Indoctrination and bewilderment
This is the second of a three-part essay describing Bermuda’s cultural crisis as it moves towards becoming a dysfunctional society
We have been showered by American culture that we have adopted, which is not surprising since the United States is a geographically close and very influential superpower with a huge population.
From the 1940s, Bermuda was a culturally British and largely conservative society that was learning to reap the rewards of a tourism industry that catered to an elite clientele.
The US base presence with personnel stationed here, along with tourism, were soft cultural exchanges allowing for interaction with Americans and the adoption of their values. These were also being transmitted through media so that by the 1980s we had been subjected to American influence encouraged by the mass production of goods, and is where today’s culture of consumption emerged.
The increasing popularity of TV with its US content meant that Bermudians came under the influence of American values shaped by powerful images. Their cumulative effect strengthened our cultural alignment with dominant American culture, especially with regard to our consumer orientation as well as with our shift from conservative to liberal.
It was from tourism dollars that increases in disposable income enabled us to participate in the growing culture of consumption. The wider shift towards liberalism in America was mirrored in broadcasting and other media once censorship began to be viewed as a limitation on freedom. So as networks competed to improve ratings for advertising dollars, there was a liberal shift of the parameters of acceptability.
But these broadcasts also served to indoctrinate its black viewers in the victim mindset because those white, dominant-culture, racist values that had served to marginalise blacks for centuries were able to do so through this new, powerful medium.
Tourism allowed participation from all segments of society. Bermuda’s unique success with tourism in the 1970s and 1980s, which allowed low-income earners to increase their standard of living, seemed to run counter to the notion of our marginalisation. Many Bermudian parents worked hard, sometimes working two or three jobs, and made sacrifices.
Families moved up the social ladder and acquired the trappings of material success from those tourism dollars. People saved but also spent their money on consumer goods that were becoming more widely available. Our unique tourism success and our growing affluence in the Seventies and Eighties led Bermuda to be ranked as one of the wealthiest countries.
Your economy helps to shape your identity, but education creates purpose and focus. Bermuda College with Stonington Hotel was the pinnacle of our move towards service-industry orientation. We appeared to be friendly and students were encouraged to give up their seats to adults and tourists alike. We collectively recognised where our bread and butter came from.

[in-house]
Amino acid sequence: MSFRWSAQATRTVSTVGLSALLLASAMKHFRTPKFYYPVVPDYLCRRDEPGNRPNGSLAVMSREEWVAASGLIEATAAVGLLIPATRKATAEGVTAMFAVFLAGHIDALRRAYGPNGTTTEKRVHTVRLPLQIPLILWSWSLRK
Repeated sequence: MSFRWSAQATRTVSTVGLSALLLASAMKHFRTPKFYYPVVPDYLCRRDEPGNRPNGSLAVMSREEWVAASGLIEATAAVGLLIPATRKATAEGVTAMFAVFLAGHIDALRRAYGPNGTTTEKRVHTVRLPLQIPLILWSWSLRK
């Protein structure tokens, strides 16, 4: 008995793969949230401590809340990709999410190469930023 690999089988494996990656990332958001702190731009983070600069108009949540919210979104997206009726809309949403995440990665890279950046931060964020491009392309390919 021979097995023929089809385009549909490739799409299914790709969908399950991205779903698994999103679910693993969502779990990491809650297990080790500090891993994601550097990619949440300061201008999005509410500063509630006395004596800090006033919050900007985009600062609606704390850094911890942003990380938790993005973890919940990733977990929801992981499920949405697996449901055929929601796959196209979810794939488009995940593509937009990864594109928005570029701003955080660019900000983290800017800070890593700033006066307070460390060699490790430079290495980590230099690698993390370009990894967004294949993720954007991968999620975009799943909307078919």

People had jobs and incomes were rising. For a short while, it helped to dismantle the idea that education with all its costs and sacrifices was necessary. One just needed to be industrious.
Our tourism success also led to postponements on discussions on race and also helped to scuttle the idea of injecting meaningful “black” studies in education. There was a mighty reluctance to reopen the historical wounds of slavery and racism, since it appeared that we were “arriving” as a people.
Over a relatively short period of time, Bermudian culture was transformed into a more liberal and “American-like”, consumer-oriented one. But these transformations had consequences for the children of those hard-working parents. The children could see but didn’t fully appreciate the sacrifices that had been made along the way to a higher standard of living. They merely received the rewards of their parents’ disposable income.
Unfortunately, when parents believe they want the “best” for their children but fail to effectively inculcate those values that are required to achieve success, and if there is materialistic pandering to status notions by providing the trappings of material success, parents unwittingly allow a false notion to set in young minds — that success is easy, quick and painless.
By this enabling, combined with the weight of materialist indoctrination from media that supports this premise, we have created generations who have high-status expectations without the understanding of the requisite time and sacrifice it takes to acquire those things.
These youth have all the “end result” desires and expectations of their parents, who, ironically, had subscribed to the traditional way to improve status through steady, long-term generational accumulation. But the tourist dollar “gold rush” seemed to go counter to the traditional approach, which has been abandoned by our youth, for the notions of “I want to be rich today” and “I’m not willing to wait for it at some far-off future date”.
What’s even more distressing is their search for identity is based on an urgency to acquire and settle for an “image” of success now. Unfortunately, trying to maintain a high-status lifestyle comes at a cost. If we do not have access to the requisite supporting networks or income to maintain that lifestyle, then a disillusionment that combines with a “sense of entitlement” manifests as resentment.